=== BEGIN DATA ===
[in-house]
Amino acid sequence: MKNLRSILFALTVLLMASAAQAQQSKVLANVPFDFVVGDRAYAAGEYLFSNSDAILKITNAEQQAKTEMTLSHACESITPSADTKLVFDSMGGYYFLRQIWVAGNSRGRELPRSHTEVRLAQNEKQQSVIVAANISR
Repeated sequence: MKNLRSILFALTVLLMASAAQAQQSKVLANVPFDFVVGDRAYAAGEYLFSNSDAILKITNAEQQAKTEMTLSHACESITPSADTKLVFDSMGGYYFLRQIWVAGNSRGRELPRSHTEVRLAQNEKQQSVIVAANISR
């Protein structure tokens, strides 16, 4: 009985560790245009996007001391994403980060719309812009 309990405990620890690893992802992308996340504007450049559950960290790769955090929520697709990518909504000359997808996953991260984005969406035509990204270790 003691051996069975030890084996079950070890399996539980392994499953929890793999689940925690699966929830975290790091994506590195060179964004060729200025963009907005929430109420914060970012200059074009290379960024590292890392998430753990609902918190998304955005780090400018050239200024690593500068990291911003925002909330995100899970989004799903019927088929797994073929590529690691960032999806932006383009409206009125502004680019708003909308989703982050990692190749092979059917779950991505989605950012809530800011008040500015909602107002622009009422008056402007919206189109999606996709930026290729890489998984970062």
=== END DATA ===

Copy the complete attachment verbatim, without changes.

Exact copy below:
[in-house]
Amino acid sequence: MKNLRSILFALTVLLMASAAQAQQSKVLANVPFDFVVGDRAYAAGEYLFSNSDAILKITNAEQQAKTEMTLSHACESITPSADTKLVFDSMGGYYFLRQIWVAGNSRGRELPRSHTEVRLAQNEKQQSVIVAANISR
Repeated sequence: MKNLRSILFALTVLLMASAAQAQQSKVLANVPFDFVVGDRAYAAGEYLFSNSDAILKITNAEQQAKTEMTLSHACESITPSADTKLVFDSMGGYYFLRQIWVAGNSRGRELPRSHTEVRLAQNEKQQSVIVAANISR
């Protein structure tokens, strides 16, 4: 009985560790245009996007001391994403980060719309812009 309990405990620890690893992802992308996340504007450049559950960290790769955090929520697709990518909504000359997808996953991260984005969406035509990204270790 003691051996069975030890084996079950070890399996539980392994499953929890793999689940925690699966929830975290790091994506590195060179964004060729200025963009907005929430109420914060970012200059074009290379960024590292890392998430753990609902918190998304955005780090400018050239200024690593500068990291911003925002909330995100899970989004799903019927088929797994073929590529690691960032999806932006383009409206009125502004680019708003909308989703982050990692190749092979059917779950991505989605950012809530800011008040500015909602107002622009009422008056402007919206189109999606996709930026290729890489998984970062």